Congregations Tend the Soil and the Soul with Vegetable Gardens
The Rev. Morris G. Henderson wasn’t sure what do with a vacant city block of land behind his 31st Street Baptist Church in Richmond, Va. The church had purchased the plots, but didn’t have the funding to build a planned family life center.
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Then, he had a vision.
“Why not build a garden and people can learn to be self-sufficient and we can grow food?” Henderson said.
With an 80-year-old congregant heading the project, the congregation planted its first garden in 2008: watermelons, tomatoes, okra, squash, strawberries, and blueberries.
By the second year, even after the gardening chief had passed away, congregants were getting guidance from the Virginia Cooperative Extension; this year, the church has at least two dozen raised beds, with the bulk of the harvest used for the church’s Monday-Friday soup kitchen.
The nutrition program serves at least 70, rising to 250 people in the summer when kids don’t have access to school lunch programs, Henderson said. Extras are available for congregants, food program participants, and the community, for a donation. A flower garden provides pollination for the plants and flowers for the sanctuary.
Henderson’s congregation is one of a growing number throughout the country that are raising fruits and vegetables for soup kitchens and food pantries in what are often called food justice programs; in some synagogues they’re known as mitzvah gardens.
The gardens serve a multifold purpose. In addition to providing fresh food to those who might not otherwise have access, the gardens are educational tools; they increase awareness of land sustainability; they teach congregants about farming and remind them of religious imperatives to care for the land.
One of the largest is at Chicago’s KAM Isaiah Israel synagogue, with a food program that supports gardens in its own yard as well as in that of two churches just blocks away.
The food program began in 2009 when Robert Nevel, the synagogue’s social justice coordinator, and a group of volunteers ripped out much of the synagogue’s lawn to create the Star of David vegetable garden in the shape of a six-pointed Star of David, with produce grown in each 30-square-foot point.
The congregation has since planted a second vegetable garden and an herb garden on other sides of its 1923 building, which sits directly across the street from the Hyde Park home of the nation’s gardeners-in-chief, President and Michelle Obama.
In 2011, with a grant from the community group One Chicago, One Nation, KAM helped Kenwood United Church of Christ establish its garden, and last year assisted St. Paul and the Redeemer Episcopal Church in creating one.
“We think of all the gardens in the neighborhood as one farm for purposes of plant rotation and harvesting,” Nevel said. “Together, we remain a network for the harvesting and distribution of the food.”
The produce is distributed to six different hot-meal programs, four of them affiliated with houses of worship and all of them within a mile and a half of KAM, Nevel said.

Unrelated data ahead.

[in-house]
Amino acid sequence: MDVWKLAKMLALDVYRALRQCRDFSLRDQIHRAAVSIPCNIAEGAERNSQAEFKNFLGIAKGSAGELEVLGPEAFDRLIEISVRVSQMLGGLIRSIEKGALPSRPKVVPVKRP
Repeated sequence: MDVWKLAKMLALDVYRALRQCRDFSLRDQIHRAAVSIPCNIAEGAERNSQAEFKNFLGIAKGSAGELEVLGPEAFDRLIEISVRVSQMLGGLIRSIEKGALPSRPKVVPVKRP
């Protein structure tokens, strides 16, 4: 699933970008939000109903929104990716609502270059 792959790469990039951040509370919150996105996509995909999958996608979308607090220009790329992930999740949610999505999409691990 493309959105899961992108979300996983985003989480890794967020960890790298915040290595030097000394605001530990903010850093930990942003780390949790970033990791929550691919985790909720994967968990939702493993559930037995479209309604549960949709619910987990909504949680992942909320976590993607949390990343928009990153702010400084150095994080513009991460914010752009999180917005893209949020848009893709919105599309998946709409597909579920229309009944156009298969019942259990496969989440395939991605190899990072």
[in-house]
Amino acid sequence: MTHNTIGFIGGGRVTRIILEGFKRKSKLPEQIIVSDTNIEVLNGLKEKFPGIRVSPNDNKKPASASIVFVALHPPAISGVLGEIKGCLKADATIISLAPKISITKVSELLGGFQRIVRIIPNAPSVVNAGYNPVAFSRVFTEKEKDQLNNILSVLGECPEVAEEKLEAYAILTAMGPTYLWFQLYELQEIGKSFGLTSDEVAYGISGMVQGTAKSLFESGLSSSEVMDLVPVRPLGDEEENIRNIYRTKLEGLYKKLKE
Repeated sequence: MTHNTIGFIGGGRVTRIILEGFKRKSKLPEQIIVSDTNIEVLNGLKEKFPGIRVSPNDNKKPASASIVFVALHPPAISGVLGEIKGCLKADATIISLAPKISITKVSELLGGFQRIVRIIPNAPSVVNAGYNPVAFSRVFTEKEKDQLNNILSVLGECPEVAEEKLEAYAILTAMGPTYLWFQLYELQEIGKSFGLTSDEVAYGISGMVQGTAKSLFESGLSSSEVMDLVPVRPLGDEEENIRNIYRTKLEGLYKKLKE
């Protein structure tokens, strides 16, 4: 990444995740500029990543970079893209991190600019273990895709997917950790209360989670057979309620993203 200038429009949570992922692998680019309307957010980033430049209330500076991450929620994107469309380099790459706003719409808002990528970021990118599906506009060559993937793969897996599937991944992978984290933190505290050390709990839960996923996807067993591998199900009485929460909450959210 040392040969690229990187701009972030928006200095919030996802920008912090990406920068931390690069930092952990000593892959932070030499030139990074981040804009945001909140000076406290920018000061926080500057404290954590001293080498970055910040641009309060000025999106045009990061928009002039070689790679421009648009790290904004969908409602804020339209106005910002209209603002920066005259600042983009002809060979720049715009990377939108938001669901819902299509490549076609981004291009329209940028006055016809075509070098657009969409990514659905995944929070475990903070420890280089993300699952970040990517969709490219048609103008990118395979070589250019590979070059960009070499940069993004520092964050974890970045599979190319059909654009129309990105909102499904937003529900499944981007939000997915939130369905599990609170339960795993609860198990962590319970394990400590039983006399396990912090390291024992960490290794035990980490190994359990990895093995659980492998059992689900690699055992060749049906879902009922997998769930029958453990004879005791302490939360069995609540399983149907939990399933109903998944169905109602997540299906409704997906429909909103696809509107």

Through the combined 5,000-square-foot-plus gardens, KAM’s food justice and sustainability program last year donated — within an hour or two of harvest — 4,500 pounds of produce. This year’s plantings include six or seven varieties of tomatoes, collards, kale, chard, squash, okra, lettuces, carrots, peas, pole and bush beans, radishes, herbs, onions, cucumbers, and peppers.
“We are probably the sole source of fresh food for four or five months of the year for a significant number of people in Chicago,” Nevel says.
At Chicago’s Living Room Cafe, a nonprofit that provides dinners twice weekly and breakfast on weekends, chef Royal Green calls the produce a “big plus.”
“They’re saving us a lot of money; it’s fresh and it’s more nutritious” than canned goods that otherwise would be used, he said.
Citing a line from Leviticus 25, “for the land is mine; for ye are strangers and settlers with me,” Nevel said. “The synagogue doesn’t own that land, the church doesn’t own that land, no one really owns it; we need to be stewards of the land.”
Nan Onest, the pastoral associate at Holy Name of Jesus Catholic Church in Cedar Lake, Ind., which began its garden last year, makes similar comments.
“Some of the key principles of Catholic social teaching speak to importance of caring for God’s creations,” she said, also noting that its food program deals with “proper use of the land, food distribution justice issues and human dignity issues all at once.”
The congregation, which donates its harvest through its own ministry for shut-ins, as well as to a local soup kitchen, food bank and a home for unwed mothers, more than doubled its garden from 1,300 square feet last year, which yielded 1,000 pounds of produce, to 3,000 square feet this year. The number of volunteers also has tripled from about a dozen to 35.
“It’s been an amazing experience,” says Anita Torok, the garden’s organizer. “Some like the spiritual solitude of seeing the plants grow and working with soil. Some like the family experience; a grandmother brings her grandchild and they hunt for the food to harvest. Some like the sense of purpose they’re involved with a good cause.”
Organizers at all the gardens say it’s not just congregants who volunteer to do the farming, but members of the larger community.
“The thing I feel most proud of about the garden is that a true marker and measure of a buy-in by our community is we have no fence around our garden. People watch it and keep us from being robbed blind,” Henderson, of Richmond, said. “The community has allowed us to keep our garden for the needy.”
Debra Rubin writes for Religion News Service.